There are 143 male and 23 female respondents (representing a 33% response rate). Female anaethetists self report themselves as more calm, patient and tolerant compared with the male of species. Given the small numbers, however, the significance of this finding is unclear.

Australian anaesthetists rated themselves as being more sensitive, more careful and shrewder (as compared to Canadian anaesthetists).  In an American study of pilots, shrewdness is found to correlate with increased incidence of accidents; whether this could apply to anaesthetists is unclear.

The study uses a 28 year old self assessment questionnaire. An observer based questionnaire would be less biased.

This is a fun study which casts Australian anaesthetists in a good light. It Fails to show any significant difference to the patient as to whom or what performs the anaesthesia, be it a happy wallaby or a sad wallaby.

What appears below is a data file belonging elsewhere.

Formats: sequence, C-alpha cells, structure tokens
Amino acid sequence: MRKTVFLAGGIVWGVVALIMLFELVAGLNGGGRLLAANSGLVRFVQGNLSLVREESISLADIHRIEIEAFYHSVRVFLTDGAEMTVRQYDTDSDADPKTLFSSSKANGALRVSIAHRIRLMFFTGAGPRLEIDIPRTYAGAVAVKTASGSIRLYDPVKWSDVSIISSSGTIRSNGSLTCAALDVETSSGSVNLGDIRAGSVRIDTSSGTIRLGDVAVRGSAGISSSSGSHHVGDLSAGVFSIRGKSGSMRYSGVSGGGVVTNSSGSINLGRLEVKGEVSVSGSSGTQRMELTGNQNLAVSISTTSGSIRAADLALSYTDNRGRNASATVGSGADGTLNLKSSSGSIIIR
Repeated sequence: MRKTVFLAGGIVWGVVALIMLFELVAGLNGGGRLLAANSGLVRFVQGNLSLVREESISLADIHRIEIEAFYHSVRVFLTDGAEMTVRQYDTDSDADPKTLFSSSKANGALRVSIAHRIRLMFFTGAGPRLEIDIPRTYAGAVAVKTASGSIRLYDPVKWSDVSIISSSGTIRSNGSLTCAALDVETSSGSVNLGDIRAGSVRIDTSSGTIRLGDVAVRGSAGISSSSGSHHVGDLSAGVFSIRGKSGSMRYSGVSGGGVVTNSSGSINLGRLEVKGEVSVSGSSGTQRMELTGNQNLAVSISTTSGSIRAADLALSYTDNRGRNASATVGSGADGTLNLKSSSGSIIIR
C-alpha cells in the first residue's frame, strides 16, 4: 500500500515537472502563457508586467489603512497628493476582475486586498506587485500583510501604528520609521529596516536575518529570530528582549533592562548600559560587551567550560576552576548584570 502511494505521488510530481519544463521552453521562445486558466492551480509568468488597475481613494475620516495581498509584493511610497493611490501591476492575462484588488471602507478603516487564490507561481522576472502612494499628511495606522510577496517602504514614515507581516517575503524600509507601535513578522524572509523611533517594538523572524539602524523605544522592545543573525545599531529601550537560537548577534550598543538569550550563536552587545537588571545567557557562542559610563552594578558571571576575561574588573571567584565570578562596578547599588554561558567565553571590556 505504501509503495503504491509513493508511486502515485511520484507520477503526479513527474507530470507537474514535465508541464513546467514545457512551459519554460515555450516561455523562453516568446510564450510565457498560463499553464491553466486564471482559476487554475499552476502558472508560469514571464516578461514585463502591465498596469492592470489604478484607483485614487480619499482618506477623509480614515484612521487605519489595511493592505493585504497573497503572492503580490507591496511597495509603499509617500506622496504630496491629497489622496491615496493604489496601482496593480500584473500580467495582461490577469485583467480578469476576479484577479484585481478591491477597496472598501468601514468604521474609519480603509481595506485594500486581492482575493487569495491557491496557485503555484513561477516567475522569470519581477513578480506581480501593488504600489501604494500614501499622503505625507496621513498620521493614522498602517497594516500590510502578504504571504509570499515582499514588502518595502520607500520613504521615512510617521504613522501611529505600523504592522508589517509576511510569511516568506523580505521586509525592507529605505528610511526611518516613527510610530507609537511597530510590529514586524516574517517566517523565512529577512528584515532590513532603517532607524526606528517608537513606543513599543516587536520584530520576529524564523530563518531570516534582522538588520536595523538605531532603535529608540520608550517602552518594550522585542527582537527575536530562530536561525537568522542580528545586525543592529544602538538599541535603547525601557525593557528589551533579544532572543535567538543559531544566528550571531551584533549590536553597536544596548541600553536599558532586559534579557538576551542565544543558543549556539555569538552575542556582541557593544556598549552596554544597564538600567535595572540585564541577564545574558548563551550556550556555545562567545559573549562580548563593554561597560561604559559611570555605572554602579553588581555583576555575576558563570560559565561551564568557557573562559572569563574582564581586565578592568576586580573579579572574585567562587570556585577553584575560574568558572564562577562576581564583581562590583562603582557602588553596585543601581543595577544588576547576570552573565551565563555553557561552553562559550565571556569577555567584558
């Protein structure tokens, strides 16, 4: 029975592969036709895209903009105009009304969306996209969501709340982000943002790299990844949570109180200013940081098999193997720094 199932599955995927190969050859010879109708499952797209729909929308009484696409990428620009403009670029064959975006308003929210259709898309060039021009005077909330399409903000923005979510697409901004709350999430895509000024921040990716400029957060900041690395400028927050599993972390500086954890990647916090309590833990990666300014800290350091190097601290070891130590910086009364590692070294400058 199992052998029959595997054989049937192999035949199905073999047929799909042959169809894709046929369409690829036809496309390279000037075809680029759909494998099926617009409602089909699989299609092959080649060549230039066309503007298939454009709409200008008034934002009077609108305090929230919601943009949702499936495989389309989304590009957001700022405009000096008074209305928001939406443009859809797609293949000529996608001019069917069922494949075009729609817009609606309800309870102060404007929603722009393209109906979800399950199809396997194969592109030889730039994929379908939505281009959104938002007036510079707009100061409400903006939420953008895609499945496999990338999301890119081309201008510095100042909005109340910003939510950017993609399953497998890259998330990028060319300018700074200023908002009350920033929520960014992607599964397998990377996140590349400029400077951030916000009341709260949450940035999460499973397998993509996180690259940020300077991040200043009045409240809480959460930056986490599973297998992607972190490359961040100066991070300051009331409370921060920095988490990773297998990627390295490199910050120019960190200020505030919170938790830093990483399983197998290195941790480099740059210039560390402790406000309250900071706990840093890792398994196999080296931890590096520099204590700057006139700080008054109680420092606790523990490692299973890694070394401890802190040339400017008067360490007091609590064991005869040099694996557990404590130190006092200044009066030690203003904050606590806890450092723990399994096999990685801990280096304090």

Article 5: Personality profiles of Australian Anaesthetists.
Journal:  Anaesthesia and Intensive Care 1999; 27: 282-286
Article type:  Questionnaire based survey
Authors: Kluger, M.  Laidlaw, T.  Khursandi, D.


Editorial pointers

True .Target Controlled Infusion of Propofol is an anaesthetist's dream.  It will revolutionize the practice of giving total intravenous anaesthesia, in the same way that the vaporiser revolutionized inhalational anaesthesia. The conclusion after reading the first study is that due to exposure and need we are very adept at manually controlling Propofol infusions, but that this is only as good as a poor targeted controlled infusion.  There were a number of methodological points that worried me in this article
  • Despite very clear inclusion and exclusion criteria, 9 patients, who should have been excluded on the basis of a lean body mass >120%, were included in the TCI group. What is then interesting to note is that the mean weight for the TCI group (72Kg) is smaller than for the MCI group (78Kg)
  • The authors found the induction dose, TCI = 14 (5)mls versus MCI = 16 (4)mls, to be statistically different between the two groups, but when looked at in terms of mls/kg it works out to TCI = 0.19mls/kg and MCI = 0.2mls/kg
  • No attempt was made at standardising potentially confounding variables.  The premedication, amount of nitrous oxide, amount and type of analgesics and the usage of muscle relaxation was left to each individual's discretion.